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The Brief Life & Spectacular Death of Propertarianism

971 words

Online personalities Curt Doolittle and John Mark caused a stir in the nascent Propertarian community in early June 2020 by announcing a Founding Father’s Convention 2.0 in Richmond, Virginia, on July 4, 2020.

Propertarianism is a phrase coined by Curt Doolittle, who saw his system of thought as an improvement upon the utopian impracticalities of libertarianism. Doolittle claimed to be a retired tech entrepreneur with successful business dealings that included crossing paths with Bill Gates. When he first appeared, he inexplicably lived in Kyiv, Ukraine; a strange detail that added to his mystique.

As Curt’s Facebook presence grew, a motorcycle helmet-clad YouTuber named John Mark emerged with commercial-grade, super-high production quality videos that spoke in the Doolittle/Propertarian lexicon. Despite having yet to meet or converse with Doolittle, John Mark referenced him directly. Their eventual union took the intellectual movement to the next level; Propertarianism had its guru and its hypeman. The only thing missing was a real-world show of strength. Hence the imperative for the July 4 Fiasco.

Doolittle and Mark promised an event that would be this generation’s equivalent to the signing of the Declaration of Independence. With less than a week until The 4th, Doolittle provided an impressive “Declaration of Reformation.” Prospective attendees were invited to be part of history by signing their names to this document.

Successful events take months, if not years, of planning. It’s challenging enough for well-capitalized businesses who can dedicate salaried staff and hire consultants. To say that Doolittle and Mark attempted to pull this off on a shoe-string budget would have been an overstatement; there was no budget. What’s more, there was no protest permit, or venue for signing the Declaration, or megaphone for addressing the crowd; there was just a sweaty, beleaguered old man jockeying with hostile actors for a stage that wasn’t his.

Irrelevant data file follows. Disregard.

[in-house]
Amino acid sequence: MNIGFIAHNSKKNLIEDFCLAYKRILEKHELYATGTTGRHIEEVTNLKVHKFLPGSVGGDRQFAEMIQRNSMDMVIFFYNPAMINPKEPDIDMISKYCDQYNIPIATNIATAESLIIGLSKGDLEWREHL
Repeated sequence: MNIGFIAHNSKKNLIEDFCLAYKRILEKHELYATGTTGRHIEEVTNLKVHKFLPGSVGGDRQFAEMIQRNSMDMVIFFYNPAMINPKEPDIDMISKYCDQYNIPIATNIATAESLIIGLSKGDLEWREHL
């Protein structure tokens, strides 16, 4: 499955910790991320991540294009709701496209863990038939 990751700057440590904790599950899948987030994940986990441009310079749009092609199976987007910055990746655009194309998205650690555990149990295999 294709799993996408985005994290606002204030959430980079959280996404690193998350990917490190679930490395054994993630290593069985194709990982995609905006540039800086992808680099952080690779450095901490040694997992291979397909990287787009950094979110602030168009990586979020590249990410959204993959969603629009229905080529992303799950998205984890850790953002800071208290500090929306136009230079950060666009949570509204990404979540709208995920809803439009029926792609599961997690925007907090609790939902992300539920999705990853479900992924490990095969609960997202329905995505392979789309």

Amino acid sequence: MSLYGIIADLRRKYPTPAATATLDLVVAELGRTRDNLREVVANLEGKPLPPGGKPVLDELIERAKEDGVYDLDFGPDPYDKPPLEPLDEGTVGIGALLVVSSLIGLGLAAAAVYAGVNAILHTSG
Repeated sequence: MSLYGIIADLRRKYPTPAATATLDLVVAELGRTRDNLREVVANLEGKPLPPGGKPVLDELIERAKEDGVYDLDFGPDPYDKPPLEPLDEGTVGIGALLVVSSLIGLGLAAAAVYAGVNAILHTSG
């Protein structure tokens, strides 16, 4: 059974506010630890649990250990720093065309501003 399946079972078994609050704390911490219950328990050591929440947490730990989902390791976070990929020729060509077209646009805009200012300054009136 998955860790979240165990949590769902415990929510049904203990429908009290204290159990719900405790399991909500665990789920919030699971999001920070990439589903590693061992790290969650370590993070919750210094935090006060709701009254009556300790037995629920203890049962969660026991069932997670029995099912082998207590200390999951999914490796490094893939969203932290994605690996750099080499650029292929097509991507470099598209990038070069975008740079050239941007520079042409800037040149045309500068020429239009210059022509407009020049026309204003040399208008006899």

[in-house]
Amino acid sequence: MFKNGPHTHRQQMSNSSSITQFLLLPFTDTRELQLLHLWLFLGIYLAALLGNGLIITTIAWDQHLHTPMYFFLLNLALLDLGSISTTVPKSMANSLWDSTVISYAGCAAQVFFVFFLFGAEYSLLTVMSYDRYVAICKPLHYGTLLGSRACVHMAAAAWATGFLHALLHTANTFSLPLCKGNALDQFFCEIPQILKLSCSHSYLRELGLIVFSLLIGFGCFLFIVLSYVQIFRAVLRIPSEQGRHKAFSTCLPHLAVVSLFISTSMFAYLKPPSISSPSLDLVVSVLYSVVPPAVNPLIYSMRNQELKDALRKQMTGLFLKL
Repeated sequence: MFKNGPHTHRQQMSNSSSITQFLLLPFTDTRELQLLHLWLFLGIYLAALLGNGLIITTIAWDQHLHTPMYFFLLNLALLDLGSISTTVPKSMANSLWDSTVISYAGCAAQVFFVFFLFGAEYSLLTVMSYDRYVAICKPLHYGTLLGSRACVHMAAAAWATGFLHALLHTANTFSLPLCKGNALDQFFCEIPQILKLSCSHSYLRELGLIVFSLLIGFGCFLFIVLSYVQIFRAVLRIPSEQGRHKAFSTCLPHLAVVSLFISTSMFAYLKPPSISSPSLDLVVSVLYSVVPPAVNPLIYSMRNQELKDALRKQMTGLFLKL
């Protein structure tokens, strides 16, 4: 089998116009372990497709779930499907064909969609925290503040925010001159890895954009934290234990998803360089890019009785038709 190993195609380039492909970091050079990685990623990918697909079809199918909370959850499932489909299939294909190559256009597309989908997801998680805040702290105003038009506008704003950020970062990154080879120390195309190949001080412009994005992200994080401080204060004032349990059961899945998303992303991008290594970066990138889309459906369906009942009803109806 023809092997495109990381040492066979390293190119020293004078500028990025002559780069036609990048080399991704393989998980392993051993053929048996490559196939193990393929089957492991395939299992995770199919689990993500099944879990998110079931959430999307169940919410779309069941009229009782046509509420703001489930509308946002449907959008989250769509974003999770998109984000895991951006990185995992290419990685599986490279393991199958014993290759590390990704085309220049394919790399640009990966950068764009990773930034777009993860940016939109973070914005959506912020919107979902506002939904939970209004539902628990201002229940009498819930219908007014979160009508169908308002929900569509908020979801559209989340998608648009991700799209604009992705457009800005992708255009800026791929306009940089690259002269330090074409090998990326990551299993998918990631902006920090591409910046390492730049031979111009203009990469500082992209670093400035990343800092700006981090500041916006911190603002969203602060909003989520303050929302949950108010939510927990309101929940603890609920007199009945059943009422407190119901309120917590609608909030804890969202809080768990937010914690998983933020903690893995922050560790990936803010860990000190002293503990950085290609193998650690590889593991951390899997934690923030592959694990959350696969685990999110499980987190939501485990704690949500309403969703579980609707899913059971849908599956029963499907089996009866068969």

Propertarian community-members were told to meet up at 9:30 AM in front of the Capitol Building in Richmond, VA. At 9:30, about two to three dozen Propertarians had assembled among a much larger group of 100 or more 2nd Amendment rally goers who had never heard of Propertarianism. Doolittle and Mark were conspicuously absent.

Around 10 AM the police gave the crowd permission to move to the center of Bank Street, where protest organizers could address the group from a tall stone staircase leading up to a state building. It’s at this point that Curt Doolittle appeared in a frumpy white button-up shirt, already drenched in sweat. To be fair to Doolittle, he is a man in his late 50s who has battled and survived cancer twice. John Mark was easily identified by his distinctive voice that Propertarians had become familiar with after imbibing hours of his videos. Despite his status in the community, he did not address the crowd or even Propertarians at any point on that day.

The first to take the stage was a 19-year-old man named Mike Dunn, who had cultivated an online following under the name Virginia Knight. Dunn used a megaphone to shout a pro-gun, anti-police, CivNat message that included nods to the approximately 6 BLM protesters in the crowd. Herein lies the most egregious unforced error that Doolittle and Mark committed; their coming-out party wasn’t even their own party. The 2A and/or VA Knight people had the protest permit; it was their event. The crowd was comprised overwhelmingly of 2A-only demonstrators. Doolittle was only able to address people because he was allowed to.

The harshest criticism of the (non) event was for Curt’s perceived “cucking” to the handful of BLM guys. This is much ado about nothing. Most people in the crowd were armed to the teeth. There was no reason to inflame passions. A conciliatory tone and graciousness were in order. After all, it wasn’t Doolittle’s house; he was merely a guest. He had no choice but to hand the megaphone over to BLM.

The real failure of Founding Father’s Convention 2.0 was not Doolittle’s flattering words to a few BLM guys, it was his and John Mark’s total and utter failure to provide an event that resembled what they had promised. Many young men in attendance drove cross-country, spending hard-earned money on gas, tolls, motels, and fast food. All to meet their Facebook guru and favorite YouTuber and be part of something bigger than themselves. Instead, they got a sweaty old man shouting in bizarre prose to a group of strangers who couldn’t be less interested. There was no grand hall and signing ceremony. There was no meet-and-greet with idols people had been fawning over for months and even years.

Propertarianism’s first brush with reality resulted in an ignominious end for its founder and innovator. The blowback on Facebook and YouTube was so intense that John Mark retired from public life on Wednesday, July 8, 2020. Curt Doolittle has descended into rage-posting on Twitter, basically telling people they’re too stupid and immature to deserve a leader like him.

[1]Both men derided their detractors as Nazis; ironic coming from men who based their ideology on race realism, genetics, and eugenics.  After years of openly hypothesizing and pining for a Second Civil War, they defended themselves as pragmatists who wanted to build consensus and solve problems politically. Their tone and message changed on a dime in order to defend the dissimilitude between past words and current deeds.

Doolittle and John Mark promised the most meaningful intellectual and political movement since the 1776 Revolution, but the Propertarian Black Swan turned out to be nothing but a Dodo.

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